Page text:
With Harryhausen's effects in action, the film does a marvelous job in blending in some striking matte and miniature work to complement the legendary animators unparalleled creations. The look and feel of both the interior and exterior shots of the Nautilus are richly crafted and look absolutely fabulous, especially during the climax of the film where the ship is being bombarded by the destruction of the island. As for the effects work of the film, they maintain the same quality inherent in the entire production, producing some spectacular moments that literally rock the film's foundation in boisterous awe. For a Jules Verne adaption, Mysterious Island is up there as one of the best of the bunch, and without a doubt that is thanks to the colossal crew behind this iconic production.

Mysterious Island is grandiose in every sense of the word. From its larger than life creatures, its boundless landscape, and its intriguing concept, this Jules Verne adaption is one that is filled to the brim with excitement and fun. The cast does a commendable job with the material, with Herbert Lom giving a mesmerizing and memorable performance as the fabled Captain Nemo. Balanced to perfection, there really isn't a dull moment in this wonderful adventure, making for a brisk romp that never loses its appeal.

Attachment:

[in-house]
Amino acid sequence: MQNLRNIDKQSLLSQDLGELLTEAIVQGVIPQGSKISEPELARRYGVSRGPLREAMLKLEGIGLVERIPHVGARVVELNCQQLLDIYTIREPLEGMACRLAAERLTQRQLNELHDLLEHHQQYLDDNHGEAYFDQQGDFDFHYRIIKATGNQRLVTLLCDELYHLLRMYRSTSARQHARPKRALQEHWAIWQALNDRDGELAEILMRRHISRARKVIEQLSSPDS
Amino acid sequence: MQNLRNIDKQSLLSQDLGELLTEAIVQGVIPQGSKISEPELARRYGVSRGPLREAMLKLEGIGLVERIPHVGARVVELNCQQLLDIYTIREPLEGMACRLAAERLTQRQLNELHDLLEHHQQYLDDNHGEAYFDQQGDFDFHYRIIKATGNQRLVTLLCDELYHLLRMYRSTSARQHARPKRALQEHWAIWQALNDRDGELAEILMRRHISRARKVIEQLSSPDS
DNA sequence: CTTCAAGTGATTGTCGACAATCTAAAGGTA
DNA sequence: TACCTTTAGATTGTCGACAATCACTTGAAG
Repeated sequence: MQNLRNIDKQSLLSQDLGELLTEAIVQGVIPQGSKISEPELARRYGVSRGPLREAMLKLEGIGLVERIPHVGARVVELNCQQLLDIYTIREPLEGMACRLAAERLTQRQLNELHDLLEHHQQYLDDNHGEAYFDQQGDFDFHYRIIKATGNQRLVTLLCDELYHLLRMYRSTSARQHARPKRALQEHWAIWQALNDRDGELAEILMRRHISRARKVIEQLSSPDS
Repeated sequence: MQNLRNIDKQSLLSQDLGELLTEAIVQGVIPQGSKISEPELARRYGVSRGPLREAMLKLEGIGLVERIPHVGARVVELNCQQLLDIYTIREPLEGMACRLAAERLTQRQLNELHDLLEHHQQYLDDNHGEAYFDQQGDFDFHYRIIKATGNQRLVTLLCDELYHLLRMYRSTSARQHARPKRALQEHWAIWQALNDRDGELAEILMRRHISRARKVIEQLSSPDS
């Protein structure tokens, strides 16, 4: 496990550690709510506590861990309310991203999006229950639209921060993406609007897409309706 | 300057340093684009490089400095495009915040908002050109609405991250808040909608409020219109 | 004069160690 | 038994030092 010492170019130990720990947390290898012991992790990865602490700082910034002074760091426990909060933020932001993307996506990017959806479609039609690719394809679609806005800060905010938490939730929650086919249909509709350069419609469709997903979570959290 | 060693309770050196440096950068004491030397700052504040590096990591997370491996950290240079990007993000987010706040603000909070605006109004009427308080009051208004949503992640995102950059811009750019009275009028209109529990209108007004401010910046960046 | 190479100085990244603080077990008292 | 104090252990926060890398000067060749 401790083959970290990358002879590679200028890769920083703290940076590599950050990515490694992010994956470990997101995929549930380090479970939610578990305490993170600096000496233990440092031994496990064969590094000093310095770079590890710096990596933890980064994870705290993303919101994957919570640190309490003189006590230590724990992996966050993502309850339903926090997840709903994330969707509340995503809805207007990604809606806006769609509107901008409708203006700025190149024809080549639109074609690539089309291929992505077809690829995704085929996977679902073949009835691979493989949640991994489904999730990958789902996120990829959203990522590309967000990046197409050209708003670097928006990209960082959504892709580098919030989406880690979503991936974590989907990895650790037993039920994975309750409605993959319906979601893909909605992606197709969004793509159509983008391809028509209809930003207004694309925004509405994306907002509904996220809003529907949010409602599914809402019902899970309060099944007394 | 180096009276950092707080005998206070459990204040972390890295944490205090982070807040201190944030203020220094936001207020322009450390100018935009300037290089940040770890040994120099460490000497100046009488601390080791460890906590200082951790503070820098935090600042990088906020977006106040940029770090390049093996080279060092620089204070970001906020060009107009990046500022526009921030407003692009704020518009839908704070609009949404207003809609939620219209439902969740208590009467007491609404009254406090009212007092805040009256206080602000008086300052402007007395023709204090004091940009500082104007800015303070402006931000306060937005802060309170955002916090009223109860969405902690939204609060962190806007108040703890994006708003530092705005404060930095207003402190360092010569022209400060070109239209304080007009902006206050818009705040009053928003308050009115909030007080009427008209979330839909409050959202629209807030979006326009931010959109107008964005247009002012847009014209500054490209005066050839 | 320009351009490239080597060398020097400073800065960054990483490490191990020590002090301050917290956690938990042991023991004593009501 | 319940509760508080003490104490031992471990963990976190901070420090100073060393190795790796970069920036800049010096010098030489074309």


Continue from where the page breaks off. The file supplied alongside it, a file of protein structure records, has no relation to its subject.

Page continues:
The real game-changer of the production is Ray Harryhausen's creature work and the lovingly crafted world that the effects artists provide. Unmistakably robust and highly imaginative, Harryhausen and crew vividly bring this island of mystery to stark and fanciful life, establishing a world that can only exist on the beautifully crafted celluloid plain. Impressively detailed and remarkably unique, the visual appearance of Mysterious Island's world is without a doubt the most appealing aspect of this production and it's safe to say that it is the heart and soul of the film's success. If you're in need of a fantasy/adventure fix and you are a fan of Ray Harryhausen's work, then you owe it to yourself to check out this entertaining gem. Mysterious Island is.....


I sure hope King Kong doesn't show up.

So when the hell do I get my blue shirt?

On this island, hot chicks wash up on the beach. Sweet!

What manner of beast can make a shit this large?

Put the book down nerd and figure a way off of this crazy island.

These chicks are nuts.

What are you looking at bird-brain?

Looks like it's chicken tonight.

Get the hell out of my hive you rat bastards!

Look! I see the end of the movie.

You kids BEE careful. Yep, I said it.

Hello everyone.

What do you mean you don't like my seashell styled outfit?

And on your left is the underwater city of Atlantis.

Do you mind not playing that damn piano right now?!?!

Bring it on you Kraken bastard!

Farewell you mysterious island, you.

1 comment:

  1. Excellent review except one glaring omission, Music by Bernard Herrmann and the London Symphony Orchestra!!